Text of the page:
HMAS Canberra

This site is dedicated to all Royal Australian Navy and Australian Defence Force personnel who have served in HMAS CANBERRA.


HMAS CANBERRA (1) D 33 from the 9th of July 1928 until she was sunk in action off Savo Island on the 9th of August 1942.


HMAS CANBERRA (2) FFG-02 from the 21st of March 1981 until Decomissioning on the 12th of November 2005.


HMAS Canberra (3) LHD-02 from Commissioning on the 23rd of November 2014.



Captain Frank Edmond Getting RAN

Commanding Officer HMAS Canberra 1 - 1942

Placeholder Image

Captain Frank Edmond Getting was born in Sydney in 1899. He was in the first intake of the newly established Royal Australian Naval College at Osborne House in Geelong, Victoria and graduated in 1917, with Waller, Collins and other Midshipmen who went on to contribute significantly to the newly formed Royal Australian Navy.

In 1926, Getting became the first Australian Submarine Officer to pass the Royal Navy’s submarine commanders’ course and, in 1928, he was appointed Commanding Officer of the submarine, HMAS Oxley (I). From 1935 to 1939, at the rank of Commander, he was appointed Operations Officer to the Fleet Commander.

At the outbreak of war with Germany, Acting CAPT Getting was appointed in command of the armed merchant cruiser HMAS Kanimbla (I). In 1940, he was appointed Deputy Chief of Naval Staff, a post he held until 1942, when he was given command of HMAS Canberra.

On the 14 July 1942, after extensive refit and change of personnel, HMAS Canberra (I) sailed for New Zealand to form part of Operation Watchtower, the invasion of the Solomon Islands by US Marines. The Solomon Islands campaign was the first offensive action against the Japanese in World War II, and the first opposed allied landing since the Gallipoli Campaign in 1915.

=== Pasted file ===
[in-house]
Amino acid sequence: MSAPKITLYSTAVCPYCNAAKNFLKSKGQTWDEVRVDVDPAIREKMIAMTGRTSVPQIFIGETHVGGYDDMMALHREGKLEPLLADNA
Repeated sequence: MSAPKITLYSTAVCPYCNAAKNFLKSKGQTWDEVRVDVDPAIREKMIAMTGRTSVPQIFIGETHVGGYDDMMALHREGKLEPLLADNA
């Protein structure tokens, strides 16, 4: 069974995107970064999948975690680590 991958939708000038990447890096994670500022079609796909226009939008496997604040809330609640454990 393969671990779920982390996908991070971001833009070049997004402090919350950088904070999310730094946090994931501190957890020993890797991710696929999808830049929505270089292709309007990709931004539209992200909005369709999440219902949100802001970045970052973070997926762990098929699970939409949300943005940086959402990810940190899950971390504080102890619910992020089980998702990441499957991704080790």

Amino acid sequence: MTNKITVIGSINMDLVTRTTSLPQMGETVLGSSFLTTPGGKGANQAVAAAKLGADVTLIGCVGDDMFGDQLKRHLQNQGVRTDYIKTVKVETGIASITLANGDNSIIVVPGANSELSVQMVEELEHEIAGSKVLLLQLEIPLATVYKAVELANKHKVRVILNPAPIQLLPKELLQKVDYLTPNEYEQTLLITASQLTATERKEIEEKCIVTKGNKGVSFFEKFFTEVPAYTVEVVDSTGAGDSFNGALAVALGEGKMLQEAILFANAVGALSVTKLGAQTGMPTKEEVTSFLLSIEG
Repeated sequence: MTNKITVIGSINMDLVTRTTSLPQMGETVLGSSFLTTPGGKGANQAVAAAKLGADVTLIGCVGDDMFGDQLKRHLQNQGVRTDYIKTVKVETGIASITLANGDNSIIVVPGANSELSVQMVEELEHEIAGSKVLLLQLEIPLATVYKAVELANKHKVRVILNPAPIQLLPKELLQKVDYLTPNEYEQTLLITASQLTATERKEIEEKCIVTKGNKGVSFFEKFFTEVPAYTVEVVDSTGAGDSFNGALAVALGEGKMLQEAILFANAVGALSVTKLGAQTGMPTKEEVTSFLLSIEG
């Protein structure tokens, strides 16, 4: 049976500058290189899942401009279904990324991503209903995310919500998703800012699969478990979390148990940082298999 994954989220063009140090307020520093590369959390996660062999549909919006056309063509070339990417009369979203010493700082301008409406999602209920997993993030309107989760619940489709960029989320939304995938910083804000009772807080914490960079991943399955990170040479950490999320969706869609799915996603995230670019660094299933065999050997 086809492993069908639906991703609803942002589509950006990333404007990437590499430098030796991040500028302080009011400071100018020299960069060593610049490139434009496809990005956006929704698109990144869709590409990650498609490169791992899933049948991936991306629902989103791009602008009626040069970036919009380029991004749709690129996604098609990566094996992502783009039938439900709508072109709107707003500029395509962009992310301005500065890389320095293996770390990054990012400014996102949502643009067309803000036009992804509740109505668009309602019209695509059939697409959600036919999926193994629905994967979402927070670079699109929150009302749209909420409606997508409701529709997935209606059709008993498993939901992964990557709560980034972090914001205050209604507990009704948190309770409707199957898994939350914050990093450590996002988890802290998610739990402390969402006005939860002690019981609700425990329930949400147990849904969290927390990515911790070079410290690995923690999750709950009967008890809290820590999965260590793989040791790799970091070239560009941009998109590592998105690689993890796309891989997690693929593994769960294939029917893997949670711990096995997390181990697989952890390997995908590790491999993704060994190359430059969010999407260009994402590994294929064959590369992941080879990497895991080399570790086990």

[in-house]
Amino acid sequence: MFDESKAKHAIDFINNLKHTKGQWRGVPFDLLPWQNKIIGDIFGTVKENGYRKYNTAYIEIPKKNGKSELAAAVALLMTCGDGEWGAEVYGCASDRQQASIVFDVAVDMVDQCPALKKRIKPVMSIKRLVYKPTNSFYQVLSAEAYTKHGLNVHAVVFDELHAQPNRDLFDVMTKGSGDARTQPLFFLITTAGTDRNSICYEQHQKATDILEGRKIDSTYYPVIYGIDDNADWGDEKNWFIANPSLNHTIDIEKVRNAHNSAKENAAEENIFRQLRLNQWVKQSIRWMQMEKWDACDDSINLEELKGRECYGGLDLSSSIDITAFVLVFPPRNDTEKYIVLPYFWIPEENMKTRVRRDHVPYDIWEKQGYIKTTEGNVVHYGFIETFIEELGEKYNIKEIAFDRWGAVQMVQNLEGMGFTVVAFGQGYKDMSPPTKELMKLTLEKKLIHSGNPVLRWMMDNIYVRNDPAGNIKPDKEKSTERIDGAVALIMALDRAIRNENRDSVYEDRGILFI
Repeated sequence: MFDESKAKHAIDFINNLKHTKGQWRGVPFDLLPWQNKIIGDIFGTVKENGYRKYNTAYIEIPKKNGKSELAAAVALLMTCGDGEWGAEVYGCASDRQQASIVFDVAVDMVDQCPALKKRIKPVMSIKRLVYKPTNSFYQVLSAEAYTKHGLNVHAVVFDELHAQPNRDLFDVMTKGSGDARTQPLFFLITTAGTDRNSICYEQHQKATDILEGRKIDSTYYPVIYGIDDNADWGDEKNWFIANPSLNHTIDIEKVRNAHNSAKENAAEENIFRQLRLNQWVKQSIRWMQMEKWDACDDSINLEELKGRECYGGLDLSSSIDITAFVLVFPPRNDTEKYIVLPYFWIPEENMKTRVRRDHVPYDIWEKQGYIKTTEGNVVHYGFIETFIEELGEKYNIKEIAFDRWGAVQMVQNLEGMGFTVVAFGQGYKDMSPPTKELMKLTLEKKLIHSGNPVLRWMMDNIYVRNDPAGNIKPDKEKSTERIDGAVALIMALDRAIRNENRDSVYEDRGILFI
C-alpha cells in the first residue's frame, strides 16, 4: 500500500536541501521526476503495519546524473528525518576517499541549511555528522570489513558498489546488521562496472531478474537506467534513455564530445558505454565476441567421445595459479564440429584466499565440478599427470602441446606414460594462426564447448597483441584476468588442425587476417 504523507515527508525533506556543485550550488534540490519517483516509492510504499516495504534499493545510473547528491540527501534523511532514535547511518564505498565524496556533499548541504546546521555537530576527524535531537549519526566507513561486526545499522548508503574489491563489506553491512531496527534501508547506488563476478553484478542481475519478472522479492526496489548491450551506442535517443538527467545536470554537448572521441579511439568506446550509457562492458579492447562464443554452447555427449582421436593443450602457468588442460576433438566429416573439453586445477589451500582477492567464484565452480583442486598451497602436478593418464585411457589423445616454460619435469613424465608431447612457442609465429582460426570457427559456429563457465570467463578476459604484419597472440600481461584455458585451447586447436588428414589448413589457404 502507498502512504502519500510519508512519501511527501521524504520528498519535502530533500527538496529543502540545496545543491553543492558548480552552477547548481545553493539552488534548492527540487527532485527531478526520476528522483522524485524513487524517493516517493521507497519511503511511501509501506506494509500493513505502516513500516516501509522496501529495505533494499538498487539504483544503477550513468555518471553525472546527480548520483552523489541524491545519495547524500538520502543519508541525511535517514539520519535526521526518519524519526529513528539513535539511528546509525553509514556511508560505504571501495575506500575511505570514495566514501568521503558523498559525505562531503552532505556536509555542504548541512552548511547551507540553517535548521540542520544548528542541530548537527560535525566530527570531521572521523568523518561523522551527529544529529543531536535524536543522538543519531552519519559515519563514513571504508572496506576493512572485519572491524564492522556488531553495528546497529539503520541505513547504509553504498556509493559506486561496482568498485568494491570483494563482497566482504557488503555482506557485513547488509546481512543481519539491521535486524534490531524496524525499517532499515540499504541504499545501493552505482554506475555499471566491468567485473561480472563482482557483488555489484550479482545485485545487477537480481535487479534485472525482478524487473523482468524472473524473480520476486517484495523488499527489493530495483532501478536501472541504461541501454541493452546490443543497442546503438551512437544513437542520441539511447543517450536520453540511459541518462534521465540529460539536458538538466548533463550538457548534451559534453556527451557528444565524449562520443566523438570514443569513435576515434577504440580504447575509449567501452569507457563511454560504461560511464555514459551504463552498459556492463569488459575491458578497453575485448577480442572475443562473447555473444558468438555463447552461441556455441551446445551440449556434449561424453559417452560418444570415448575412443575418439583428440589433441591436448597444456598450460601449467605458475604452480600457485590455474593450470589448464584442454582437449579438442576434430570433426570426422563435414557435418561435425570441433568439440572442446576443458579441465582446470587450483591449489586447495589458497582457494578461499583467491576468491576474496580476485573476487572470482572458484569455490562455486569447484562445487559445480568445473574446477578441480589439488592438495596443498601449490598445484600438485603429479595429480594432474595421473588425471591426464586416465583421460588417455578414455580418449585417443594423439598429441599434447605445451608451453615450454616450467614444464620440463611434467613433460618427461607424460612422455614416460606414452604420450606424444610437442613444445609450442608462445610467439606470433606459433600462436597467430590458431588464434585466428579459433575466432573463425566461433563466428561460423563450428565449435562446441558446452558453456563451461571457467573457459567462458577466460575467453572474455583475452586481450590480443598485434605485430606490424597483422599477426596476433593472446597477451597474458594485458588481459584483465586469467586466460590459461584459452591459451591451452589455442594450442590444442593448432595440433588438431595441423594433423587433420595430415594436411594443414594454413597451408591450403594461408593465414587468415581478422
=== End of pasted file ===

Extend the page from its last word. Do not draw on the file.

Early in the morning of the 9 August 1942, two days after the invasion began; superior enemy forces surprised the ships of the Allied Task Force screening the troop transports. HMAS Canberra (I), the lead ship of one battle group, in the absence of the flagship HMAS Australia (II), came under long-range torpedo fire from several Japanese cruisers.

HMAS Canberra (I), at action stations and ready to engage the enemy, was hit by 24 enemy shells in about two minutes fired from a range of one nautical mile. HMAS Canberra (I) suffered extensive damage and CAPT Getting was severely wounded but remained at his post, refusing medical treatment. CAPT Getting was subsequently evacuated to an American Hospital ship but later died of his wounds and was buried at sea.

"Lest we Forget"

Getting Division at Recruit School at HMAS Cerberus is named in Captain Getting’s honour.

Back to top